Lawn Sprinkler Installation And Maintenance Tips For A Well-Managed Yard

When spring arrives and the soil begins to dry out, it is time to turn on your sprinkler system. However, if you don't already have an automatic inground sprinkler system, this provides you the perfect opportunity to install one within your property to reduce water waste and streamline the irrigation process for a beautiful lawn. Here are some recommendations to help you plan out and install your yard sprinkler system and take care of it for optimal irrigation to your lawn.

Plan Out the Zones and Heads

Your sprinkler system will run on the water pressure that comes from the underground water source through the city. Therefore, you will need to measure the water pressure on your property to calculate how many watering zones you need to install.

Use a pressure gauge on your outdoor faucet to see what the full water pressure is when you turn it on fully. Then, you can calculate how many sprinkler heads you can install on the line and how many zones you will need to install on your property. Depending on the water pressure and the water capacity of each sprinkler head, you may be able to install anywhere from four to seven sprinklers on each zone. 

If you were to install too many sprinkler heads on one zone, for example, this will cause the sprinklers to not spray out at their full capacity. This will result in each sprinkler head not reaching all the lawn in the zone, and the last few heads in the zone may not spray out more than a dribble.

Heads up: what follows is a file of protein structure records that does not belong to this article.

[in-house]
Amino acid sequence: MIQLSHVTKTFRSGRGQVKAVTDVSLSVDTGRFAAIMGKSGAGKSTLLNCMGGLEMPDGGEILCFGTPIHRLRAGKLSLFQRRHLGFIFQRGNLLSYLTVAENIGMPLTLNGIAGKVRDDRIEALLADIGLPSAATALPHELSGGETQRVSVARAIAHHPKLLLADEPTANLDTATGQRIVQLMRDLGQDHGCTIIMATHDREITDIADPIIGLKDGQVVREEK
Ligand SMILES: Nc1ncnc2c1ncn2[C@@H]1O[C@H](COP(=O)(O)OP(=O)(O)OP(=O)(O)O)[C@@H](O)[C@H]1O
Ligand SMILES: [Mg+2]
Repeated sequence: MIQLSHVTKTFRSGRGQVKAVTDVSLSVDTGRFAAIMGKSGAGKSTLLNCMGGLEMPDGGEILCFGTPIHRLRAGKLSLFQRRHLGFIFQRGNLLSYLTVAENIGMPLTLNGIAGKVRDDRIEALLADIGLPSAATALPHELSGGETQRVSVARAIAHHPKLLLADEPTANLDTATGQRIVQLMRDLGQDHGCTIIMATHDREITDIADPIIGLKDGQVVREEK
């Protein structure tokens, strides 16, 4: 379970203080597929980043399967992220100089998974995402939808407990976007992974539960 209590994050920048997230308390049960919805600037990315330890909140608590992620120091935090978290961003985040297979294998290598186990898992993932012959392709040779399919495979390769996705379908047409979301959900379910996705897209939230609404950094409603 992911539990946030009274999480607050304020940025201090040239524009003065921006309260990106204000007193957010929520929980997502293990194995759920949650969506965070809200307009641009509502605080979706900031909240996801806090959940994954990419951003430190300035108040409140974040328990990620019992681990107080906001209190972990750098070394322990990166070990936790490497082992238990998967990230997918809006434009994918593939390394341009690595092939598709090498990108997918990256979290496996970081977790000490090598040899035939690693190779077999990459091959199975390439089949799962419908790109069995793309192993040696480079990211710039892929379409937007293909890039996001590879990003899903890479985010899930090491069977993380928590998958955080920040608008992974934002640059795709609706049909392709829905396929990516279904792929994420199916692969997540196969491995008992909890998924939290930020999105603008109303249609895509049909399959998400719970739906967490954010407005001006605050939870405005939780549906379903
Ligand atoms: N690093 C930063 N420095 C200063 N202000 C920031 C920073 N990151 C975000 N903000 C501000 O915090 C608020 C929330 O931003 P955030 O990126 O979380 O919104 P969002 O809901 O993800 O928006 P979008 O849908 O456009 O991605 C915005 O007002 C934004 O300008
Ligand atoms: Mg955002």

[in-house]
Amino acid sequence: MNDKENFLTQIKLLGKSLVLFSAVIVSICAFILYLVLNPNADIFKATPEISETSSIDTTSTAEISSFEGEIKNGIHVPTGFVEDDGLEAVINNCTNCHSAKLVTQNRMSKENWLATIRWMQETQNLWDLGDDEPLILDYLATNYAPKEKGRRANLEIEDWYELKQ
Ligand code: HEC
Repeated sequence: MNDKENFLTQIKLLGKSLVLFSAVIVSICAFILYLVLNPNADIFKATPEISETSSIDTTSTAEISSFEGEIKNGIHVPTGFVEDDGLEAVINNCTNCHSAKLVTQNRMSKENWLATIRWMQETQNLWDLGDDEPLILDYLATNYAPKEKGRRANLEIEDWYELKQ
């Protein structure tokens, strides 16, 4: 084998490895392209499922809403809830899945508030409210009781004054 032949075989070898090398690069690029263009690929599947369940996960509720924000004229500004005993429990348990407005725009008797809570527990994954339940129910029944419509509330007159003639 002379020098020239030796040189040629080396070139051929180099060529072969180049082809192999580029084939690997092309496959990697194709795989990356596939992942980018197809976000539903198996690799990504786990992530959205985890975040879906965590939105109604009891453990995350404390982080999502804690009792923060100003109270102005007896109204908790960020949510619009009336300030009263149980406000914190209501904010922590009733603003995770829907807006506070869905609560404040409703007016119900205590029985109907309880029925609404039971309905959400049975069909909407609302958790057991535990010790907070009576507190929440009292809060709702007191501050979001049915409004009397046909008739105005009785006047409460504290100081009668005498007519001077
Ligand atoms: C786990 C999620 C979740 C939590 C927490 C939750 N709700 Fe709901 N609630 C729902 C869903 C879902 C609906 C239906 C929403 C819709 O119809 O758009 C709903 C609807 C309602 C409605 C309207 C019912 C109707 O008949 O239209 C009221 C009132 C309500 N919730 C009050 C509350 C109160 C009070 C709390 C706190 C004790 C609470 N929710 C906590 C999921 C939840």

Adjust the Heads

Once you have calculated your water output, the number of zones needed in your yard, and set up the sprinklers for operation, you will need to make some adjustments to their spray patterns. A line of sprinklers running down the edge of your lawn should spray out at 180 degrees onto the lawn portion, but you will need to make sure they are not over-spraying onto your pavement or home's exterior. Water that sprays onto other areas outside of the lawn will be wasted and will actually reduce your sprinkler's water pressure you will need for further down the zone's line. 

As you mow your lawn each week after you have switched on your sprinklers, you will need to continue to check the spray of your heads for any problems. Heads can become bumped and damaged over time, and a sprinkler head that may have been positioned perfectly can be pushed out of alignment and end up spraying in the wrong direction.

For more information about installing lawn sprinkler systems, contact a local installation service.